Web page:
The North County Times had a good story yesterday about Fred Gage's new role as the president of the International Society for Stem Cell Research. Gage is a renowned stem cell scientists at The Salk Institute for Biological Studies, which also wrote about his new role.
Gage was the first to show that people do, in fact, produce new brain cells after birth. In work that is especially close to my heart, he also showed that mice that get (to quote the 1999 press release) "regular voluntary exercise on running wheels" also grow more brain cells than sedentary mice.
More recently, Gage has had CIRM funding to carry out studies modeling human neurological diseases in a lab dish as a way of understanding and treating those diseases. We've blogged about his work here and here.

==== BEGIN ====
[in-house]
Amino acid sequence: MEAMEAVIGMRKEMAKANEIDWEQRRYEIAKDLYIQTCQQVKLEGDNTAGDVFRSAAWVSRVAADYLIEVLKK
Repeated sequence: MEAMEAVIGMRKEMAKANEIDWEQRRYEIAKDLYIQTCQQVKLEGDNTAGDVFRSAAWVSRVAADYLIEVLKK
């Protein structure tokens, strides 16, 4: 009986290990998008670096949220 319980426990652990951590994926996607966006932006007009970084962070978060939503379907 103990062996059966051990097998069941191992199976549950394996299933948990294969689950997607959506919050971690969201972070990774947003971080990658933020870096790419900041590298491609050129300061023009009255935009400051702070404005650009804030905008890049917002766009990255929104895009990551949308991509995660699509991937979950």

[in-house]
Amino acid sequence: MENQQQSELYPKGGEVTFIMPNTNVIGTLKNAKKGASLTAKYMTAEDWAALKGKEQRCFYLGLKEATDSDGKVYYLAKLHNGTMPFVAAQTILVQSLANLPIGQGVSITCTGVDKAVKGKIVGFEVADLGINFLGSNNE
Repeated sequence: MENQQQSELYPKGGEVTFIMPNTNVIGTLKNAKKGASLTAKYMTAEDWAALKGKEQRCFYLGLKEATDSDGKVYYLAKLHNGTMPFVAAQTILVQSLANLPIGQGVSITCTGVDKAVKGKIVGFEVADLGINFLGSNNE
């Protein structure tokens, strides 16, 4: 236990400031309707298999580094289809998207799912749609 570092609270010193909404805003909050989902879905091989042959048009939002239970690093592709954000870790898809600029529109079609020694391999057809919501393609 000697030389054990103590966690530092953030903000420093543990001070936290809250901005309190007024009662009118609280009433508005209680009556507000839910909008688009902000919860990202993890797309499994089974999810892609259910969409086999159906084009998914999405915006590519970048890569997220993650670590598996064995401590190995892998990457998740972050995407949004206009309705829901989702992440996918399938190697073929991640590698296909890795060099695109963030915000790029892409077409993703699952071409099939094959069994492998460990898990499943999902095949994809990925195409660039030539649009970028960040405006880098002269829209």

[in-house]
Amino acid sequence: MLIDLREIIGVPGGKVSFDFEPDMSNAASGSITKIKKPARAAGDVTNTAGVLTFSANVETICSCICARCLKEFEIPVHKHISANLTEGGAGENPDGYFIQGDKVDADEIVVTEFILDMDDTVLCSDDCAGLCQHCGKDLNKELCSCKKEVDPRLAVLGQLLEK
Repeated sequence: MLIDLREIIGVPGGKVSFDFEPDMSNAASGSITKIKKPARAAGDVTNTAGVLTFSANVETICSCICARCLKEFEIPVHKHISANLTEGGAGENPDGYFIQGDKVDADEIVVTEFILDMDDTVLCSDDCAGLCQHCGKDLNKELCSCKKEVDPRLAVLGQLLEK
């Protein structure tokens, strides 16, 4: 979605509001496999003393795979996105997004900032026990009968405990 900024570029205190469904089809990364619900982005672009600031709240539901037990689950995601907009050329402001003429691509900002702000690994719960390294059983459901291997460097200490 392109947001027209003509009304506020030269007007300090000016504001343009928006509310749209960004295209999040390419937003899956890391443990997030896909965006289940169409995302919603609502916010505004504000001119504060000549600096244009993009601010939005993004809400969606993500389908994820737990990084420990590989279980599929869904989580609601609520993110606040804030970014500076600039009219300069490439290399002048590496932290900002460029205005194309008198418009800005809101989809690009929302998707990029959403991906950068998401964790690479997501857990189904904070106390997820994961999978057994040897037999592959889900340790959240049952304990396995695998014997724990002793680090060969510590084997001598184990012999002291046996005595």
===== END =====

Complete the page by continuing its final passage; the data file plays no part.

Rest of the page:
As the new president of ISSCR, which represents about 4,000 stem cell scientists internationally, Gage said he hoped to advocate for stem cell science to the public and to politicians. He also hopes to advance ISSCR's mission of moving basic stem cell discoveries into clinical therapies. He told the North County Times:
"There's been a lot of fantastic basic research that has been done," Gage said. "We realize that part of our mission as a society is to translate these basic science into clinical applications. We call it bench to bedside. We're thinking about ways to do this most effectively."â¦
"You have to have the basic biologists helping in this, but we need the clinicians too, even though they don't have the (scientific) knowledge," Gage said. "We need to bring them up to speed. And underlying all this, we need to have a very effective fundraising effort for the society."
Gage talked to CIRM about how stem cells can be used to mimic disease in a lab dish: